Okay, so you’re going to see so many things saying to pack light, so this is just to reiterate: pack light. When packing, make sure to look at it from the perspective of when you’re packing up to leave. You’re going to have a lot of souvenirs and extra stuff that you’ve bought, and when it comes to packing, you’re going to want to keep all of that and then if you don’t have room for it, you will have to throw away the stuff you initially bought (or mail it off which is very pricey). So if it isn’t an absolute necessity, it will most likely be in that category.
I brought my backpack, another over-the-shoulder bag, a medium-sized suitcase, and a large suitcase. In the big suitcase, I left about a third of a suitcase of room, but I still had to throw away quite a bit of stuff for it to all fit on my way back. So here are some suggestions on what to pack/not to pack:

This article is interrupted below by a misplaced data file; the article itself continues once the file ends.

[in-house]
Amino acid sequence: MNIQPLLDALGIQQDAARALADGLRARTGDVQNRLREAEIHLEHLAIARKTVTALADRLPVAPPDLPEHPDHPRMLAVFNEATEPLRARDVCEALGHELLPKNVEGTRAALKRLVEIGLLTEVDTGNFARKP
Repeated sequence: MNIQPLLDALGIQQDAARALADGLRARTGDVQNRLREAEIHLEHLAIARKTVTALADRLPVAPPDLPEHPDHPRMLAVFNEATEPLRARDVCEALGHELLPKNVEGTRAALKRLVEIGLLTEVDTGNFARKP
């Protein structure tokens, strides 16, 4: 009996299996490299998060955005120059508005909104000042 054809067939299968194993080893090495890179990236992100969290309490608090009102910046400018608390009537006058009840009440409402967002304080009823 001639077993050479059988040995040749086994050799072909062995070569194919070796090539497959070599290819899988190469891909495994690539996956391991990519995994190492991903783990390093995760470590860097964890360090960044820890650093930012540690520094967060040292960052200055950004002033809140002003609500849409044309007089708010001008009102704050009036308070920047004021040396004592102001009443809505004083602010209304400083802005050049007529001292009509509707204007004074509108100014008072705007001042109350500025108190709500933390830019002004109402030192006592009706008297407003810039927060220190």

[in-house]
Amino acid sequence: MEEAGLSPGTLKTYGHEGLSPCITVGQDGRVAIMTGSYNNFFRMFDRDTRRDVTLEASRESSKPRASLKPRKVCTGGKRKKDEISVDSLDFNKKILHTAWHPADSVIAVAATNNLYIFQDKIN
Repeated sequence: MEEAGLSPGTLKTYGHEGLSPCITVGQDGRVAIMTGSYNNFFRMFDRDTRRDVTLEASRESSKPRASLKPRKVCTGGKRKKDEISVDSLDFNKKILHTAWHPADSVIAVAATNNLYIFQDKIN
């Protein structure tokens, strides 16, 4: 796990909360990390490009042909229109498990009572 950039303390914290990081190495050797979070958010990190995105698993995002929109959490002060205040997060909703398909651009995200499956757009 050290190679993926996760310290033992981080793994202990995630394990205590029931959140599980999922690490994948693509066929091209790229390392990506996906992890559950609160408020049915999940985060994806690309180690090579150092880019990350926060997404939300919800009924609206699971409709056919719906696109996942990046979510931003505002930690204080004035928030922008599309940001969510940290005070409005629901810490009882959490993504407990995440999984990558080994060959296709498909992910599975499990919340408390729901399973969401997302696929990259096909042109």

What to pack:
- Comfortable clothing and one or two formal outfits (you shouldn’t need more than a week’s worth of clothes!)
- A good pair of comfortable shoes, slip-on shoes, and maybe one pair of formal ones if you really want to bring them. I wouldn’t bring over three pairs of shoes unless you are completely positive that you can bring them back (as someone who may or may not have had to throw away 2 pairs of shoes cause they couldn’t fit it in their luggage…)
- A bathing suit (I only used mine like 2 times, but it’s better to have it just in case, especially because they can be hard to buy here because of sizing and such)
- Any specialized hygiene products that you need to have (for example, I’m allergic to a lot of deodorants, so I brought 3 of the deodorant that I’m not allergic to)
- Also with that, I would suggest in general bringing the deodorant you like from home because there aren’t nearly as many options for deodorant here
- A towel (you only really need one because you will have access to a laundry machine) as well as a couple of washrags (you can buy the washrags in Japan though—that is what I did)